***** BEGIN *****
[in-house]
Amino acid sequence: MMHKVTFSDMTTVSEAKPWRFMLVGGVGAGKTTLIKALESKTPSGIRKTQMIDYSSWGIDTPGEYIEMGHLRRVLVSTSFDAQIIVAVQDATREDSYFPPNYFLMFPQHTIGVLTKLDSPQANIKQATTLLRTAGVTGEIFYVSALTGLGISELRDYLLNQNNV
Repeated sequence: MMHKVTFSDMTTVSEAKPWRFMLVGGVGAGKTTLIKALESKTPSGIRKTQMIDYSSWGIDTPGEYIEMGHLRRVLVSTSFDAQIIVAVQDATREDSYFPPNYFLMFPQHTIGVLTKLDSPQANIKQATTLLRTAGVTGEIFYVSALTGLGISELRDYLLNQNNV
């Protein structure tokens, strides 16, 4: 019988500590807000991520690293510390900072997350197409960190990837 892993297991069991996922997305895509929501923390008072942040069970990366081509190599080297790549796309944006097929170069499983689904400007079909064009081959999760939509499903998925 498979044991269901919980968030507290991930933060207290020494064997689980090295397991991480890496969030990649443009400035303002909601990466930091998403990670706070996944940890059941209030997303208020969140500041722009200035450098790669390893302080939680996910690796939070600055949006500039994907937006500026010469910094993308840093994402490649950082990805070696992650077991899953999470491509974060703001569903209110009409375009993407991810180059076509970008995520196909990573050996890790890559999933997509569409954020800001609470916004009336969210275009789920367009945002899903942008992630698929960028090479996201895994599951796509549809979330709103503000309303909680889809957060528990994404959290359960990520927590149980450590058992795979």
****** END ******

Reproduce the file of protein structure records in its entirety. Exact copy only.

[in-house]
Amino acid sequence: MMHKVTFSDMTTVSEAKPWRFMLVGGVGAGKTTLIKALESKTPSGIRKTQMIDYSSWGIDTPGEYIEMGHLRRVLVSTSFDAQIIVAVQDATREDSYFPPNYFLMFPQHTIGVLTKLDSPQANIKQATTLLRTAGVTGEIFYVSALTGLGISELRDYLLNQNNV
Repeated sequence: MMHKVTFSDMTTVSEAKPWRFMLVGGVGAGKTTLIKALESKTPSGIRKTQMIDYSSWGIDTPGEYIEMGHLRRVLVSTSFDAQIIVAVQDATREDSYFPPNYFLMFPQHTIGVLTKLDSPQANIKQATTLLRTAGVTGEIFYVSALTGLGISELRDYLLNQNNV
């Protein structure tokens, strides 16, 4: 019988500590807000991520690293510390900072997350197409960190990837 892993297991069991996922997305895509929501923390008072942040069970990366081509190599080297790549796309944006097929170069499983689904400007079909064009081959999760939509499903998925 498979044991269901919980968030507290991930933060207290020494064997689980090295397991991480890496969030990649443009400035303002909601990466930091998403990670706070996944940890059941209030997303208020969140500041722009200035450098790669390893302080939680996910690796939070600055949006500039994907937006500026010469910094993308840093994402490649950082990805070696992650077991899953999470491509974060703001569903209110009409375009993407991810180059076509970008995520196909990573050996890790890559999933997509569409954020800001609470916004009336969210275009789920367009945002899903942008992630698929960028090479996201895994599951796509549809979330709103503000309303909680889809957060528990994404959290359960990520927590149980450590058992795979």